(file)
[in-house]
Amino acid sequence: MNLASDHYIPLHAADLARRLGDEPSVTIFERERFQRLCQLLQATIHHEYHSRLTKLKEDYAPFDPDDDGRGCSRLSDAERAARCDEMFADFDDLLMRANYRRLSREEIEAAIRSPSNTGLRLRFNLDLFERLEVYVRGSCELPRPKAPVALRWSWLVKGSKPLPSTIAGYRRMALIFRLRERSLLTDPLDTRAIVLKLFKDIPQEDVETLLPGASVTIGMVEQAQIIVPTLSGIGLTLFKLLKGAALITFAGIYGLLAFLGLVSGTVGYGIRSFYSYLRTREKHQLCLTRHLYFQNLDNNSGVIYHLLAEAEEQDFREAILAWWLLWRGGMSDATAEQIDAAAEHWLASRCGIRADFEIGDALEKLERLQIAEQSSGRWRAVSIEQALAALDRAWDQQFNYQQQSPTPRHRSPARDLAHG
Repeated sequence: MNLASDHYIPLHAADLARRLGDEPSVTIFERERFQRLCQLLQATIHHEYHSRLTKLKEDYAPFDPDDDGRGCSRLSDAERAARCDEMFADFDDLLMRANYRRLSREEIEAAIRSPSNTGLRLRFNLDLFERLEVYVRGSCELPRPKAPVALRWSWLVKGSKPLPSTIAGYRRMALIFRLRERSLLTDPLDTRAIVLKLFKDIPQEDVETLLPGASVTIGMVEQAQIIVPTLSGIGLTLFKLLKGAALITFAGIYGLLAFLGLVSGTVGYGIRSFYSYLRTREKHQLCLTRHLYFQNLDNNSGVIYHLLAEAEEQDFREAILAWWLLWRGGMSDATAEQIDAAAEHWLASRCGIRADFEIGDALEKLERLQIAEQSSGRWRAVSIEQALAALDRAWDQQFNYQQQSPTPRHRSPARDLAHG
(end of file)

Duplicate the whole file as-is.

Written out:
[in-house]
Amino acid sequence: MNLASDHYIPLHAADLARRLGDEPSVTIFERERFQRLCQLLQATIHHEYHSRLTKLKEDYAPFDPDDDGRGCSRLSDAERAARCDEMFADFDDLLMRANYRRLSREEIEAAIRSPSNTGLRLRFNLDLFERLEVYVRGSCELPRPKAPVALRWSWLVKGSKPLPSTIAGYRRMALIFRLRERSLLTDPLDTRAIVLKLFKDIPQEDVETLLPGASVTIGMVEQAQIIVPTLSGIGLTLFKLLKGAALITFAGIYGLLAFLGLVSGTVGYGIRSFYSYLRTREKHQLCLTRHLYFQNLDNNSGVIYHLLAEAEEQDFREAILAWWLLWRGGMSDATAEQIDAAAEHWLASRCGIRADFEIGDALEKLERLQIAEQSSGRWRAVSIEQALAALDRAWDQQFNYQQQSPTPRHRSPARDLAHG
Repeated sequence: MNLASDHYIPLHAADLARRLGDEPSVTIFERERFQRLCQLLQATIHHEYHSRLTKLKEDYAPFDPDDDGRGCSRLSDAERAARCDEMFADFDDLLMRANYRRLSREEIEAAIRSPSNTGLRLRFNLDLFERLEVYVRGSCELPRPKAPVALRWSWLVKGSKPLPSTIAGYRRMALIFRLRERSLLTDPLDTRAIVLKLFKDIPQEDVETLLPGASVTIGMVEQAQIIVPTLSGIGLTLFKLLKGAALITFAGIYGLLAFLGLVSGTVGYGIRSFYSYLRTREKHQLCLTRHLYFQNLDNNSGVIYHLLAEAEEQDFREAILAWWLLWRGGMSDATAEQIDAAAEHWLASRCGIRADFEIGDALEKLERLQIAEQSSGRWRAVSIEQALAALDRAWDQQFNYQQQSPTPRHRSPARDLAHG